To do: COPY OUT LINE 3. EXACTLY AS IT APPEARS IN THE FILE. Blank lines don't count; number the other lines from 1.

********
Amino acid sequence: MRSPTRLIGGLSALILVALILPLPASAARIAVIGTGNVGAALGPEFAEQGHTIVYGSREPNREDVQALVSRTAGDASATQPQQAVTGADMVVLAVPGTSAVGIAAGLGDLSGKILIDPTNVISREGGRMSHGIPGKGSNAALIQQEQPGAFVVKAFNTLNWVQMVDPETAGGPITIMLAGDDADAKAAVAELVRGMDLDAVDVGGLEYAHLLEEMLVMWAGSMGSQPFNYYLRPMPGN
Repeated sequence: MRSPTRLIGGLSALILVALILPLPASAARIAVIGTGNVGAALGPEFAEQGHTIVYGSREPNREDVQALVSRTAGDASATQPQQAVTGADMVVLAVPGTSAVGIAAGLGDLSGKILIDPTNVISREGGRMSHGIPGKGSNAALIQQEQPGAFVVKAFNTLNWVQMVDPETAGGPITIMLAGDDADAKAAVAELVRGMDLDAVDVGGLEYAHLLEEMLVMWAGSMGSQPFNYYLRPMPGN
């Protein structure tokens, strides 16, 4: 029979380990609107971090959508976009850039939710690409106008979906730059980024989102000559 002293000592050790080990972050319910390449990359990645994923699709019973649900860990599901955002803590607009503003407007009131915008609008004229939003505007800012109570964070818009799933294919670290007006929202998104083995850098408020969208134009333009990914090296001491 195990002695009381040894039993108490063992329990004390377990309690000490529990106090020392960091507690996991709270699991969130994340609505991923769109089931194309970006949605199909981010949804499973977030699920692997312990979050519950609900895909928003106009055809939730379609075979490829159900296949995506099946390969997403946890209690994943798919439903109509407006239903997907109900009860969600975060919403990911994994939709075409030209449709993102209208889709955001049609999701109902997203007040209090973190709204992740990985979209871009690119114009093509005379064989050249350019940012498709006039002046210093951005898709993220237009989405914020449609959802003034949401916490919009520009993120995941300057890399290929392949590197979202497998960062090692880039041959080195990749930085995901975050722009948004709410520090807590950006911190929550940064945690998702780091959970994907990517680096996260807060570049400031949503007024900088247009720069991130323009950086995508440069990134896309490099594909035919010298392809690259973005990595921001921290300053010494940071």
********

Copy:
């Protein structure tokens, strides 16, 4: 029979380990609107971090959508976009850039939710690409106008979906730059980024989102000559 002293000592050790080990972050319910390449990359990645994923699709019973649900860990599901955002803590607009503003407007009131915008609008004229939003505007800012109570964070818009799933294919670290007006929202998104083995850098408020969208134009333009990914090296001491 195990002695009381040894039993108490063992329990004390377990309690000490529990106090020392960091507690996991709270699991969130994340609505991923769109089931194309970006949605199909981010949804499973977030699920692997312990979050519950609900895909928003106009055809939730379609075979490829159900296949995506099946390969997403946890209690994943798919439903109509407006239903997907109900009860969600975060919403990911994994939709075409030209449709993102209208889709955001049609999701109902997203007040209090973190709204992740990985979209871009690119114009093509005379064989050249350019940012498709006039002046210093951005898709993220237009989405914020449609959802003034949401916490919009520009993120995941300057890399290929392949590197979202497998960062090692880039041959080195990749930085995901975050722009948004709410520090807590950006911190929550940064945690998702780091959970994907990517680096996260807060570049400031949503007024900088247009720069991130323009950086995508440069990134896309490099594909035919010298392809690259973005990595921001921290300053010494940071």